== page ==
"The stagflation that has gripped our country right now is going to make it tough on the stock market over the intermediate term," said Matt Maley, chief market strategist at Miller Tabak. "When demand is not the key reason why inflation is a problem, a slower economy is not going to help bring inflation down as much as some experts seem to think."
Key segments of the world's biggest bond market — such as the difference between five- and 10-year yields — have inverted, signaling bets that higher rates will hurt the economy. Inversions have generally preceded recessions by about six to 18 months, according to data compiled by Bloomberg.
After a rough first half of the year, July will be pivotal for the future direction of markets amid corporate earnings, key inflation data and the Fed meeting, according to Greg Marcus, managing director at UBS Private Wealth Management. He said volatility will probably remain elevated until there's evidence that inflation is moderating, recession risks are receding and geopolitical threats are declining.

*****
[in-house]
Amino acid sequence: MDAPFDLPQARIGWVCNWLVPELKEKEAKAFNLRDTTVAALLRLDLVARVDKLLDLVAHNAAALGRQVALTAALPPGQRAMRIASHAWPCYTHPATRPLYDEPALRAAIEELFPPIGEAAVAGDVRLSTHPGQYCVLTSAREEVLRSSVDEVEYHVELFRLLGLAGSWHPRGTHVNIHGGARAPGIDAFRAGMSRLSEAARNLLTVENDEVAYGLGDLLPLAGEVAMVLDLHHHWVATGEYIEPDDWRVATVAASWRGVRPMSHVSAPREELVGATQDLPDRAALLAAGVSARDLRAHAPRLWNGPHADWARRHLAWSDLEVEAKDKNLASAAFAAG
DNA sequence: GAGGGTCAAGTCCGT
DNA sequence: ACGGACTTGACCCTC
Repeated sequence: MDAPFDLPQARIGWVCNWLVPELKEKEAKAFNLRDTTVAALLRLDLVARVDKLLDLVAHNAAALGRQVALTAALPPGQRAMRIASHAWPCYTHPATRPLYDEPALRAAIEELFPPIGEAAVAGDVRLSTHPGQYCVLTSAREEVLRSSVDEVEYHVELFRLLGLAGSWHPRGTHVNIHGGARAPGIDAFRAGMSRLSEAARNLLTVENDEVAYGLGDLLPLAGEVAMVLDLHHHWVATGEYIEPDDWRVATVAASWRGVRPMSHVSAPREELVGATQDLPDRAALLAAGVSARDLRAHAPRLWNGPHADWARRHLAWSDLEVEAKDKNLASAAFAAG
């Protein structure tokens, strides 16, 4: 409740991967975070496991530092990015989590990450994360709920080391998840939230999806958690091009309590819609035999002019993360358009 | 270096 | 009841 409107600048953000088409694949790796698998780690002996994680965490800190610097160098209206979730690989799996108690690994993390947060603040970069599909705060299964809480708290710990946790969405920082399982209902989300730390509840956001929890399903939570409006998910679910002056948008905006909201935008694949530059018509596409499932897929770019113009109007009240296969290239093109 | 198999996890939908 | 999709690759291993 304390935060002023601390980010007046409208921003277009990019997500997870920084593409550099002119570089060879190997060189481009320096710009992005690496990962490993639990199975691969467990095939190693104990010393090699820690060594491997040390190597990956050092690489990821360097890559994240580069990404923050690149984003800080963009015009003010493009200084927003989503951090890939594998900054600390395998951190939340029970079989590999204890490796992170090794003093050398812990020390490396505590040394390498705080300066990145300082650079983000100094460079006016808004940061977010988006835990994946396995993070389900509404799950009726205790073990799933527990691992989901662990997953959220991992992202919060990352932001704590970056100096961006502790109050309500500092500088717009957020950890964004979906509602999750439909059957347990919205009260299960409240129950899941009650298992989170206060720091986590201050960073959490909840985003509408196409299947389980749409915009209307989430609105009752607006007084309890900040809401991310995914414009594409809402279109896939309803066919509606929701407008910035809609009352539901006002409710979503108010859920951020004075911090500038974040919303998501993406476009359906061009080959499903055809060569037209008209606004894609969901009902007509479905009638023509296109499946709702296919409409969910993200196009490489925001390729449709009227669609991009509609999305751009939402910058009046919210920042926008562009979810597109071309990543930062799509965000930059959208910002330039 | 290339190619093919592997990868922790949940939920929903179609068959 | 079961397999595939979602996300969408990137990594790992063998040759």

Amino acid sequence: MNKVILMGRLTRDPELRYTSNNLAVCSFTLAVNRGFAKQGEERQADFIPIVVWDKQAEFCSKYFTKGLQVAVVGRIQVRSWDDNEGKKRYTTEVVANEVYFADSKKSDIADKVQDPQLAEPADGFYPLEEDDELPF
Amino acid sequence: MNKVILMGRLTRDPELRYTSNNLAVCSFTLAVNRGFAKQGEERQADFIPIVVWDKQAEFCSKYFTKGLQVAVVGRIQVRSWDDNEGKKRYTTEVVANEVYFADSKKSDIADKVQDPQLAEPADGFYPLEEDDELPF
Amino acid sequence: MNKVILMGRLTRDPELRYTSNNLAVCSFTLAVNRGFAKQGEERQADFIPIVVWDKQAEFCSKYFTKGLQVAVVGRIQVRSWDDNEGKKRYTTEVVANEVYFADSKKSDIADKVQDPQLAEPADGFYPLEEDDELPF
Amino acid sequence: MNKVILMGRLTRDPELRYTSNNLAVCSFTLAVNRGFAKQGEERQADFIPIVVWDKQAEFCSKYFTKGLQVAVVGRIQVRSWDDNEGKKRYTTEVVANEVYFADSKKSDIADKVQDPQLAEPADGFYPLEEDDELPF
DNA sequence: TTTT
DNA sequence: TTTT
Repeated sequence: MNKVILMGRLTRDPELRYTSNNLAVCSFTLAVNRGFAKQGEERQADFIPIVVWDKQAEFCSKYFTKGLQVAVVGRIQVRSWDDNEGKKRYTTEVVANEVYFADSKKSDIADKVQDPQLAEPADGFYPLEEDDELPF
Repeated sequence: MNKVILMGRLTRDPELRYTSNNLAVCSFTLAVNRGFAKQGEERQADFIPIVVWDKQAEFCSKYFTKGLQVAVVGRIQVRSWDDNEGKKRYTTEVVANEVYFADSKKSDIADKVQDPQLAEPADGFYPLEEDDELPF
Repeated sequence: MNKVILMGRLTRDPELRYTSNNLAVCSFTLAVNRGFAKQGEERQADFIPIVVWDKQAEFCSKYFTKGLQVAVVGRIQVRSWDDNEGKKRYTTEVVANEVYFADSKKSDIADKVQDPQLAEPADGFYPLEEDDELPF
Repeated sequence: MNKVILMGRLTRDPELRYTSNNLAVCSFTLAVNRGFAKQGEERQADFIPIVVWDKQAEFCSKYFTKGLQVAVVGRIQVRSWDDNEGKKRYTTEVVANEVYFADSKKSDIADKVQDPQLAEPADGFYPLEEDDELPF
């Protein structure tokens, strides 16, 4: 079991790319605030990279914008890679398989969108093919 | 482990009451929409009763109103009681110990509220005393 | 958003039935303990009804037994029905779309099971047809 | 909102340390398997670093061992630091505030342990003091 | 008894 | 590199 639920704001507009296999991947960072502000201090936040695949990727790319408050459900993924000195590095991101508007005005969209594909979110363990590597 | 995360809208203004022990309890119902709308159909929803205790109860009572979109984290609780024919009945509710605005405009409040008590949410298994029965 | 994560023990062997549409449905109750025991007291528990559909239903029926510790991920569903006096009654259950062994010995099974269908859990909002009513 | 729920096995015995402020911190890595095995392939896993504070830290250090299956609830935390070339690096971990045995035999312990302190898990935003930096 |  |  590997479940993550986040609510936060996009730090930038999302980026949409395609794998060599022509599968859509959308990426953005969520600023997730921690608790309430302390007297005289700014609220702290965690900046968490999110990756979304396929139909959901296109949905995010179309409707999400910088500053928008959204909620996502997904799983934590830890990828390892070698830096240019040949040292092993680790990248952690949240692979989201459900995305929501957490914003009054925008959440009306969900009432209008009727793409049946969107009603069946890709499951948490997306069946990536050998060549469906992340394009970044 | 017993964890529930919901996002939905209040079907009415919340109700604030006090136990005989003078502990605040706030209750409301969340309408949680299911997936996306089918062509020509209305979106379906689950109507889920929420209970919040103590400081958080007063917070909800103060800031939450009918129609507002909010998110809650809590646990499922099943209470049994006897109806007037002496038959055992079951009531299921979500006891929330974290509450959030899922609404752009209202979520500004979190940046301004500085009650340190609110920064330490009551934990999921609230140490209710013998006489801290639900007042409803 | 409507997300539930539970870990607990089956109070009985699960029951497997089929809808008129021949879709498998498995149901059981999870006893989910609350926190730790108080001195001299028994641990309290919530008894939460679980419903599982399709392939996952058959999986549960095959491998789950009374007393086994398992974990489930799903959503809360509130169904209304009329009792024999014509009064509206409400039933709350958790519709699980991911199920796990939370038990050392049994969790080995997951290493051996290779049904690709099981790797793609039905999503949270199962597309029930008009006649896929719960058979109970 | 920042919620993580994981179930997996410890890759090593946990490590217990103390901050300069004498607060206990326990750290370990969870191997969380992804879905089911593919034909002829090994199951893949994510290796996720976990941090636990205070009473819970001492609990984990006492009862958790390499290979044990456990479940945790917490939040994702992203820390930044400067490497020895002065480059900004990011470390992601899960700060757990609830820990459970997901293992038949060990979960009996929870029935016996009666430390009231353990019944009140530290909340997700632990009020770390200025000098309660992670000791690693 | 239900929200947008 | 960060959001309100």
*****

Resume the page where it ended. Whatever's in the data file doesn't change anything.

Over the past few months, a strategy that had worked well for a decade has been met with fresh lows in the market. Traders have shunned the "buy-the-dip" mantra while embracing the "sell-the-rally" mode. As a result, the S&P 500 entered a bear market for the second time since 2020, having plunged more than 20% from its January peak.
But dismal performance is not an indication of what's to come. The U.S. equity benchmark lost 21% in the first half of 1970, during a period of high inflation with which the current environment has been compared. It gained 27% during the last six months of that year.
"We're going to have a double-digit return between now and the end of the year," Jonathan Golub, head of U.S. equity strategy at Credit Suisse, told Bloomberg Television. "We don't have a profit problem as much as people say."
Earlier this week, Goldman Sachs Group strategists noted that U.S. profit margin estimates are way too optimistic, putting stocks at risk of more declines when Wall Street analysts downgrade their expectations. Morgan Stanley's Lisa Shalett said Monday that analysts need a reality check about their earnings projections for this quarter.
Elsewhere, oil suffered its first monthly slide since November as OPEC+ completed the return of output that it halted during the pandemic. Gold dropped for a third straight month.